UK Prime Minister Boris Johnson speaks and takes questions during a press conference in Downing Street regarding the coronavirus outbreak, on March 9, 2020. in London, England.
Alberto Pezzali – WPA Pool | Getty Images
U.K. Prime Minister Boris Johnson said Wednesday that 405,000 volunteers had signed up to help the National Health Service (NHS) cope with the coronavirus outbreak.
It follows an appeal announced by Health Secretary Matt Hancock on Tuesday for 250,000 people “in good health” to help the NHS deal with the spread of the COVID-19 disease.
“When we launched the appeal we hoped to get 250,000 volunteers,” Johnson said at a daily press conference on the coronavirus. “In just 24 hours 405,000 people have responded to the call.”
The death toll of the coronavirus in Britain now stands at 422, according to the country’s health department, while a total of 8,077 have tested positive for the disease.
Like many other countries, Britain has enforced a nationwide lockdown.
People have been told to stay at home, with the exception of shopping for essential supplies, exercising once a day, going out for medical needs and traveling to work where necessary.
Nonessential public buildings, from gyms to places of worship, have also been ordered to close, while social events like weddings and baptisms — but not funerals — must be stopped.
‘Global shortage’ of testing kits
Scaling up the number of tests in the U.K. was a key theme of Wednesday’s press conference. Johnson said the government wants to roll out more as soon as possible, adding that it is “massively ramping up” testing programs.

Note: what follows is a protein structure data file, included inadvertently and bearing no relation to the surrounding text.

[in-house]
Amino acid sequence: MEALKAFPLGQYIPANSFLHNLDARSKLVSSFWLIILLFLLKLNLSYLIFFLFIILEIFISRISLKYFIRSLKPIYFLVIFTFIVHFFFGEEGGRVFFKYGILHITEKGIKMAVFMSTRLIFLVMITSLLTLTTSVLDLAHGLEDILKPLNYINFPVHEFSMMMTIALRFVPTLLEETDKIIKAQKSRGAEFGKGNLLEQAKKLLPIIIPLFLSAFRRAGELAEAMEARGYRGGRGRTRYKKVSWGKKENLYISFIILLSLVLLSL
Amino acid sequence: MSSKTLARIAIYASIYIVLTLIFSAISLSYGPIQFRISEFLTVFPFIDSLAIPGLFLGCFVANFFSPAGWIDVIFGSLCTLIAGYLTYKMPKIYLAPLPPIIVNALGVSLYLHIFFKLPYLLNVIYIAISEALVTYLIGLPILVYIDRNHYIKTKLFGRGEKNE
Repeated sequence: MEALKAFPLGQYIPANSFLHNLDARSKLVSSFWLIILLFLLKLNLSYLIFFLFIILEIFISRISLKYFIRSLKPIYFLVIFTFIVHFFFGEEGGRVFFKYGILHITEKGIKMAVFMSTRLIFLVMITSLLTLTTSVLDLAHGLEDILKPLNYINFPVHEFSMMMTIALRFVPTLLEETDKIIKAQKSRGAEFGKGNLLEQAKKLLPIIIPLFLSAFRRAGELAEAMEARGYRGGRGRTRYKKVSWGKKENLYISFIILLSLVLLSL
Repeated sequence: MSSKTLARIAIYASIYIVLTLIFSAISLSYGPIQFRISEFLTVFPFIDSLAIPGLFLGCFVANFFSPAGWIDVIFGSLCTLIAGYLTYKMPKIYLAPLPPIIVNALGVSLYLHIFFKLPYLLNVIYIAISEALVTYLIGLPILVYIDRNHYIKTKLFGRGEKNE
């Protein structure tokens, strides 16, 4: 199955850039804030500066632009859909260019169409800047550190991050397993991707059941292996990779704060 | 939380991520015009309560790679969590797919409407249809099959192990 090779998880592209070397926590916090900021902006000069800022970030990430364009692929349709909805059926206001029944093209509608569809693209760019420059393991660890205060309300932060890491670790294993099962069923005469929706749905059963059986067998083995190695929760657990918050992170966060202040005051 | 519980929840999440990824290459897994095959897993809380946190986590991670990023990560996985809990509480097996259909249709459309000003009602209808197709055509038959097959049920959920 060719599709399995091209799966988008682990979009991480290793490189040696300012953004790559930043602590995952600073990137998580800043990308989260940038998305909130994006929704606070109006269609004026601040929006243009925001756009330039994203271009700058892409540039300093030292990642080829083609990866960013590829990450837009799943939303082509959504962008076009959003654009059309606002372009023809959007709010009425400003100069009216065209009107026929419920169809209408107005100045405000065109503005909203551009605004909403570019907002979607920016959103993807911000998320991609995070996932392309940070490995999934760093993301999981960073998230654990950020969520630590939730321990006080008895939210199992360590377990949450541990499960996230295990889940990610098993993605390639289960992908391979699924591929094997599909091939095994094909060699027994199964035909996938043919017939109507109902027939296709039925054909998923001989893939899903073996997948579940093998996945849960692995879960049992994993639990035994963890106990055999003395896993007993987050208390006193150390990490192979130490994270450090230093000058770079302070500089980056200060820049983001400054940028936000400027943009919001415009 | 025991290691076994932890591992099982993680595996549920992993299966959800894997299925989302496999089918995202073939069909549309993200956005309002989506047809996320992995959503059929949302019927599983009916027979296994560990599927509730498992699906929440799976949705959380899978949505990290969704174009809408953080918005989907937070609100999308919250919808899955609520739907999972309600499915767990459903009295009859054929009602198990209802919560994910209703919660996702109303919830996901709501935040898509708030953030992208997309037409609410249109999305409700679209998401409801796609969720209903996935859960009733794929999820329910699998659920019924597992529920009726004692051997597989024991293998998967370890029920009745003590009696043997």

Standing alongside the prime minister, England’s Chief Medical Officer Chris Whitty said that, as more testing kits become available, the priority is to send them to NHS staff and critical workers who are self-isolating.
The main “bottleneck” for delivering more tests, he said, was a “global shortage.” Whitty also cautioned these testing kits were not something people would “suddenly be ordering on the internet next week.”
Earlier Wednesday, the household of Prince Charles, who is next in line for the British throne, confirmed he had tested positive for the coronavirus.
Buckingham Palace said the Duke of Wales last saw his mother, Queen Elizabeth II, briefly on March 12, but added she “remains in good health.”
Neil Ferguson, a top epidemiologist who has advised the government, said Wednesday that intensive care demand would peak in up to three weeks’ time if the country’s strategy works.